I like to decorate with live plants at the holidays–and all year round–but I don’t particularly care for the traditional Christmas plants: cyclamen is too gaudy for me, as are Christmas cacti, and I can’t stand the smell of paperwhites. I suppose amaryllis are alright, but I can never get them to bloom on time and, again, I find them a bit showy. Poinsettias are too predictable (and I have cats). So the only flowering plant that I seek this time of year are hellebores, varieties of which are alternatively called “Christmas Roses” (helleborus niger) and “Lenten Roses”. You’ve got to love a winter-blooming flower, and the association with Christmas is based not only on the season but also on the story of a penniless shepherdess who sought to give a gift to the baby Jesus–an angel turned her tears into pale waxen flowers, which were, of course, the greatest gift. Like tears, hellebore petals are seemingly-fragile, especially in contrast to their sturdier stems, and white, like winter (although there are pale pink varieties too–but the Christmas rose is white). There is another dissonance between the virtues of the plant and its seasonal beauty:  all of the classical and medieval herbals testify to its toxic qualities.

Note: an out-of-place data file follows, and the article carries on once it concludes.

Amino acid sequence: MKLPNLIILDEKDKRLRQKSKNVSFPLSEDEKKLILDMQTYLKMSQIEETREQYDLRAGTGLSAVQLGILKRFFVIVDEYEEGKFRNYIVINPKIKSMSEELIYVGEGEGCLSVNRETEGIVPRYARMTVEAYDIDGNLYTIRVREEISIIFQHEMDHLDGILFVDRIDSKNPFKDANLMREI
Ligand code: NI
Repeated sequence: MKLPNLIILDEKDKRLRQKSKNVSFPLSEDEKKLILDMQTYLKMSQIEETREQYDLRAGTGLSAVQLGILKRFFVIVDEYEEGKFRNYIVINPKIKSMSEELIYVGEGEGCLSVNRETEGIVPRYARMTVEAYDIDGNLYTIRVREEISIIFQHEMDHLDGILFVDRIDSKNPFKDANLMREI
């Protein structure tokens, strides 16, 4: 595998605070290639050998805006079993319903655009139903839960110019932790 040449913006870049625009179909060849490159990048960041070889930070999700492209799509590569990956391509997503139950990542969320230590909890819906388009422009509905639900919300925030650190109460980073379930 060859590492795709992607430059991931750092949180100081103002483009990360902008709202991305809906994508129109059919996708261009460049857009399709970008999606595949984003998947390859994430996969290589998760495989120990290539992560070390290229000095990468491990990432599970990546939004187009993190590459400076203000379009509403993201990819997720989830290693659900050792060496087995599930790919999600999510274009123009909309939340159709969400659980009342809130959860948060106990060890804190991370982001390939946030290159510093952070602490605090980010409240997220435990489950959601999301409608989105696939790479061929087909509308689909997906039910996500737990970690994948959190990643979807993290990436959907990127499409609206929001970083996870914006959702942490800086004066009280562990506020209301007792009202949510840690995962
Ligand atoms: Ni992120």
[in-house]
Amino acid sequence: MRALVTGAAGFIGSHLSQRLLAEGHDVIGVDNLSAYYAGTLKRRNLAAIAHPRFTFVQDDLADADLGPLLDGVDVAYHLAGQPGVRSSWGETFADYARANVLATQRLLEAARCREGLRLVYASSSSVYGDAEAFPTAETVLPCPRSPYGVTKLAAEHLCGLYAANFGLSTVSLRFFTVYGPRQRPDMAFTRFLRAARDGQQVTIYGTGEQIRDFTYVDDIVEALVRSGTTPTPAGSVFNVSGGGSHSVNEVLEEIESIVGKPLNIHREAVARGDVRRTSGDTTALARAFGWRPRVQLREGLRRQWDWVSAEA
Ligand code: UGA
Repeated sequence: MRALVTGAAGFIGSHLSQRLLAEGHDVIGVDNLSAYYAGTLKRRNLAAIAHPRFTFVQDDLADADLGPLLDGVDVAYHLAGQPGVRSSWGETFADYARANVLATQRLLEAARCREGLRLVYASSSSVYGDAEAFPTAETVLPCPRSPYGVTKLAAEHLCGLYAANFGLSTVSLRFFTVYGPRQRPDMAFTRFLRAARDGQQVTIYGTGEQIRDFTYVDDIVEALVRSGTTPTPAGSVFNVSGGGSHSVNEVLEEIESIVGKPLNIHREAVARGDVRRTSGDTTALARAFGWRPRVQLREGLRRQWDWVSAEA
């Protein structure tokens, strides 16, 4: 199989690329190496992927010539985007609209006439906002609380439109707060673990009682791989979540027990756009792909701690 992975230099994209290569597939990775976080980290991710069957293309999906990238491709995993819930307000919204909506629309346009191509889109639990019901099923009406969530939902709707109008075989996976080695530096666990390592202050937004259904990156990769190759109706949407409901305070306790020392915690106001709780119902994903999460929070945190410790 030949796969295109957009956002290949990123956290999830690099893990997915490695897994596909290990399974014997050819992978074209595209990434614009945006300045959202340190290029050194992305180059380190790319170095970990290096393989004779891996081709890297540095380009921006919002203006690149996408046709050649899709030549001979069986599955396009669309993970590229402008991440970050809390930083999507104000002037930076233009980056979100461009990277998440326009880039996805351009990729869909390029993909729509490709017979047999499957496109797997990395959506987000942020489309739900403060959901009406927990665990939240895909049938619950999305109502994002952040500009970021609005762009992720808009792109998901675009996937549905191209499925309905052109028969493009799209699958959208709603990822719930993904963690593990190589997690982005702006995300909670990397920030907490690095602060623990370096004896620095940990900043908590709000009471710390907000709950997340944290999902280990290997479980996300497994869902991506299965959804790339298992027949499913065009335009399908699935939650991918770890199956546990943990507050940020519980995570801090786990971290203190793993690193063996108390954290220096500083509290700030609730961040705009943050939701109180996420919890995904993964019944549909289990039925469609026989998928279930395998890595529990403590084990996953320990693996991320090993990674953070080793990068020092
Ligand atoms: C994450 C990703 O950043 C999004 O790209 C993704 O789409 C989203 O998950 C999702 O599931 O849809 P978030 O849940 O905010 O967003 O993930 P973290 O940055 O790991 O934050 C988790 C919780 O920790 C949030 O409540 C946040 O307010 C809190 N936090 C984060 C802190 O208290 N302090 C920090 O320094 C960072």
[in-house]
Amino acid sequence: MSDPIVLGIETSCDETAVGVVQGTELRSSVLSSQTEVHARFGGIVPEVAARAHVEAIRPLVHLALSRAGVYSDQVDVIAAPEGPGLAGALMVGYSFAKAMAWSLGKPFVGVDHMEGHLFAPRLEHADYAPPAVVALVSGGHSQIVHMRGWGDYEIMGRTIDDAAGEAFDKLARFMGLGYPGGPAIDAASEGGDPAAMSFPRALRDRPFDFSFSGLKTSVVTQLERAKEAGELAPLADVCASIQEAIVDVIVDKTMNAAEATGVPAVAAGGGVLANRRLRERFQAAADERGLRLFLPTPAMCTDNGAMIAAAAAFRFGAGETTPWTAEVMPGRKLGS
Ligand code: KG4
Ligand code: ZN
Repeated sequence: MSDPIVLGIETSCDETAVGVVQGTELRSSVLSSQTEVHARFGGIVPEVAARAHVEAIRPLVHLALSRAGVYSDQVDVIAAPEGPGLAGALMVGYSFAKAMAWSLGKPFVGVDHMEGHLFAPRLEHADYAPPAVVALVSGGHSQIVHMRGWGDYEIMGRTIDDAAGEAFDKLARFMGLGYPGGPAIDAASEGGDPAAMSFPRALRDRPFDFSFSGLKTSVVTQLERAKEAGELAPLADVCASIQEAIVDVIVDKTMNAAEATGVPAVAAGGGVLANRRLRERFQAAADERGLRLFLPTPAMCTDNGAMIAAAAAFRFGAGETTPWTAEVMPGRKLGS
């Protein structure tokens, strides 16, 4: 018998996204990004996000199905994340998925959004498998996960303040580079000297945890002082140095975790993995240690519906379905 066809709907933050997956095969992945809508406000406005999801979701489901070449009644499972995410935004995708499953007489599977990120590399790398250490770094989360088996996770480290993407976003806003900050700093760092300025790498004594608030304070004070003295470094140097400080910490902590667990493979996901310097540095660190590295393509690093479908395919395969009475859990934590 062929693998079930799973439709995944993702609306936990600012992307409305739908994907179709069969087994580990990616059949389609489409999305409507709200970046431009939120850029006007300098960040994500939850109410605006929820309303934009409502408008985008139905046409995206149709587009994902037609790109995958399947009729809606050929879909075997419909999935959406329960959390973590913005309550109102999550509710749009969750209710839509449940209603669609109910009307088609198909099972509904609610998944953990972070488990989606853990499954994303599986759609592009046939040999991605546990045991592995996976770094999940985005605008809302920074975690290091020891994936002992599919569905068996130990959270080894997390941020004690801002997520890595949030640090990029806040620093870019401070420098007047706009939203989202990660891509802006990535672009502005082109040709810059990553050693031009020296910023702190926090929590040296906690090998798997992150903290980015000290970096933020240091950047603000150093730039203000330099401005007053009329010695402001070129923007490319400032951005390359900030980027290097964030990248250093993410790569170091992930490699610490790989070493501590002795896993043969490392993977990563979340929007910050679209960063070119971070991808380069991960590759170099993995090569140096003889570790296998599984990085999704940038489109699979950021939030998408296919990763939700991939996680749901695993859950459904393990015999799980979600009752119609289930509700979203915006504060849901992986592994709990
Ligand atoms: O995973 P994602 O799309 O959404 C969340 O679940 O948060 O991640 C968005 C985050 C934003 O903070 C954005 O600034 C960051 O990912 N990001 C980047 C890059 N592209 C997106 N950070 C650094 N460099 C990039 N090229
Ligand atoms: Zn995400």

Hellebore BM Egerton

Hellebore after John White BM 1600

Hellebore Mary Delaney BM 1770s

Hellebore Cooper Hewitt early 19th century

Hellebore McIntosh

Hellebores 3

Hellebores 2 013

A succession of hellebores:  British Library MS. Egerton 747, Salernitan Herbal c. 1280-1310; two images from the British Museum: after John White, c. 1600 and Mary Delaney, 1770s; early 19th century British soft paste plate from the Cooper Hewitt National Design Museum, Smithsonian; a Charles Rennie MacKintosh drawing, c. 1901-1914, from the Victoria & Albert Museum, London; one of my potted hellebores, overlooking a snowy Chestnut Street.


Three Little Bears